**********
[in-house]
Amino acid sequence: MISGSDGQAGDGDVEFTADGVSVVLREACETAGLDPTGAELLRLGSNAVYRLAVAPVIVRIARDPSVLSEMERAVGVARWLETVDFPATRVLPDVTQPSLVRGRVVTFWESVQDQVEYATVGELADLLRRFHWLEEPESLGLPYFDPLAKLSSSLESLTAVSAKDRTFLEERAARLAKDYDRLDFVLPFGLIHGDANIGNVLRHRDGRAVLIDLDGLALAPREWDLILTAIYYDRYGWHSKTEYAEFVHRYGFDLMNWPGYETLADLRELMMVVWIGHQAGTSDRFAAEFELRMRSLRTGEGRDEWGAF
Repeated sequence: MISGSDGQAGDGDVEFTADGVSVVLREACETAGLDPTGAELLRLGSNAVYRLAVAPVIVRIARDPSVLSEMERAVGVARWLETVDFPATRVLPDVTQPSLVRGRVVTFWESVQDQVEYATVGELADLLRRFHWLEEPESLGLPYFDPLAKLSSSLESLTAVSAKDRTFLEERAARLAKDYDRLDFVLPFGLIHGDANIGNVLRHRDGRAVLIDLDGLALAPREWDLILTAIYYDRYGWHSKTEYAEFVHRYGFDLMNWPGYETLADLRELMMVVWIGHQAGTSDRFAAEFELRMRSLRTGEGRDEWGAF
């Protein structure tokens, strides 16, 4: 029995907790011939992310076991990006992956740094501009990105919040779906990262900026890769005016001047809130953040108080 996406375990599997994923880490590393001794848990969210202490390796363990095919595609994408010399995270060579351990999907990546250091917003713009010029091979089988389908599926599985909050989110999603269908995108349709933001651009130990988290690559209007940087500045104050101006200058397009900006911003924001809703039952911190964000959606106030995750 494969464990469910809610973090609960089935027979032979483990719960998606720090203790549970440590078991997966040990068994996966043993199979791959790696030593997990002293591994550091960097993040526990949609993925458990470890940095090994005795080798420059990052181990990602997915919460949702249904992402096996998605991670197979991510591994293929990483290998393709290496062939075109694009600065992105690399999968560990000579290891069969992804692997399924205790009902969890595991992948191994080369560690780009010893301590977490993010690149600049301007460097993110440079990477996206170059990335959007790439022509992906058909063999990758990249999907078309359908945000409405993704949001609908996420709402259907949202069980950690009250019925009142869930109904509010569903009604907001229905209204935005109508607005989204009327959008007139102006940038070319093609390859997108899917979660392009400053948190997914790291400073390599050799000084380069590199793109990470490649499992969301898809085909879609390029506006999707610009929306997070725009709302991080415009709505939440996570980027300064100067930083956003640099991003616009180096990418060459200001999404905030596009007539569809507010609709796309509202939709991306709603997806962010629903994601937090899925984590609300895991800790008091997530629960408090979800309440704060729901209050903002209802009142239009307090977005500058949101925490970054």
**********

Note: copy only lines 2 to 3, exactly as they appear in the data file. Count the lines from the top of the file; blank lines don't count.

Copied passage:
Amino acid sequence: MISGSDGQAGDGDVEFTADGVSVVLREACETAGLDPTGAELLRLGSNAVYRLAVAPVIVRIARDPSVLSEMERAVGVARWLETVDFPATRVLPDVTQPSLVRGRVVTFWESVQDQVEYATVGELADLLRRFHWLEEPESLGLPYFDPLAKLSSSLESLTAVSAKDRTFLEERAARLAKDYDRLDFVLPFGLIHGDANIGNVLRHRDGRAVLIDLDGLALAPREWDLILTAIYYDRYGWHSKTEYAEFVHRYGFDLMNWPGYETLADLRELMMVVWIGHQAGTSDRFAAEFELRMRSLRTGEGRDEWGAF
Repeated sequence: MISGSDGQAGDGDVEFTADGVSVVLREACETAGLDPTGAELLRLGSNAVYRLAVAPVIVRIARDPSVLSEMERAVGVARWLETVDFPATRVLPDVTQPSLVRGRVVTFWESVQDQVEYATVGELADLLRRFHWLEEPESLGLPYFDPLAKLSSSLESLTAVSAKDRTFLEERAARLAKDYDRLDFVLPFGLIHGDANIGNVLRHRDGRAVLIDLDGLALAPREWDLILTAIYYDRYGWHSKTEYAEFVHRYGFDLMNWPGYETLADLRELMMVVWIGHQAGTSDRFAAEFELRMRSLRTGEGRDEWGAF